Is the front yard just for show?
Our landscape architects spend a lot of time developing front yard landscape designs and “arrival experiences” for our Northern Virginia clientele. But much of the attention we get from the press goes to our back yard landscapes where people can enjoy privacy and special time with family and friends. And, practically speaking, it makes a lot of sense to invest in landscape design that organizes a back yard into functional spaces that can be used for play and relaxation throughout three seasons.
So, what about the front yard? It’s just for show, right? Not exactly. The street facing side of your home actually performs an extremely important, although subtle, function. A realtor might call it curb appeal. We call it “an arrival experience”.
These three examples of front yard landscape design, all by landscape architect Howard Cohen, demonstrate that you can create that magic “welcome home” feeling by investing a little or investing a lot.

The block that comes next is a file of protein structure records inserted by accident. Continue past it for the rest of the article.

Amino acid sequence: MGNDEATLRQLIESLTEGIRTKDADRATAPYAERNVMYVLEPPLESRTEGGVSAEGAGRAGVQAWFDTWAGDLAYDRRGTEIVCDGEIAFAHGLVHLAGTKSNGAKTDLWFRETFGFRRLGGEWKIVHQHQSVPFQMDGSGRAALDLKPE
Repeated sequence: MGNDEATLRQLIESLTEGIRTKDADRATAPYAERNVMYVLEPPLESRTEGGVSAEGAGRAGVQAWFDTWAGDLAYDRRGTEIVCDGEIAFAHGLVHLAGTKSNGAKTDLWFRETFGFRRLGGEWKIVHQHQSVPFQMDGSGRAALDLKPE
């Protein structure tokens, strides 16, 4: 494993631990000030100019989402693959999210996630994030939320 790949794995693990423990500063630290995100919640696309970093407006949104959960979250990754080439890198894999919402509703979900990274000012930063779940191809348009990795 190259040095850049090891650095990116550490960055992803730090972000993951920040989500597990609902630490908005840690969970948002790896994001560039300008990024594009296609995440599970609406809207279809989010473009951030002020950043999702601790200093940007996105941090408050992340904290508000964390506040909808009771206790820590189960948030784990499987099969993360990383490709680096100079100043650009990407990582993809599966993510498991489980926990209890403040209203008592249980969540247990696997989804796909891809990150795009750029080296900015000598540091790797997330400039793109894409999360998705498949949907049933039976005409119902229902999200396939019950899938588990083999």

Small changes to big effect
Here’s an example of a little project. The landscape design specified a new walk way, front steps, entry porch and an overhaul of the planting beds. The front steps and stoop had settled and were crumbling with age. The the plants were not doing well and were difficult to maintain. The walkway was too narrow and the surface was uneven. The owners felt the whole look was just tired and past due for a refresh.
Now the front walkway is wider and has a gracious curve to it. The effect is that the walkway is longer and more grand.
Keep the best of the old and mix it with fresh and new
I appreciated that they reused some things already on the site. They also recommended better spots for some of the plants I’d never been able to get growing well. Lisa Narod, Herndon
The landscape design specified the reuse of stones and plants that were on the property. The landscapers moved select plants around so they would be in the best spot for growing and for visual composition.
Overall, the design gave the front yard more depth and visual variety. It spreads out from the house more and invites you toward the front door.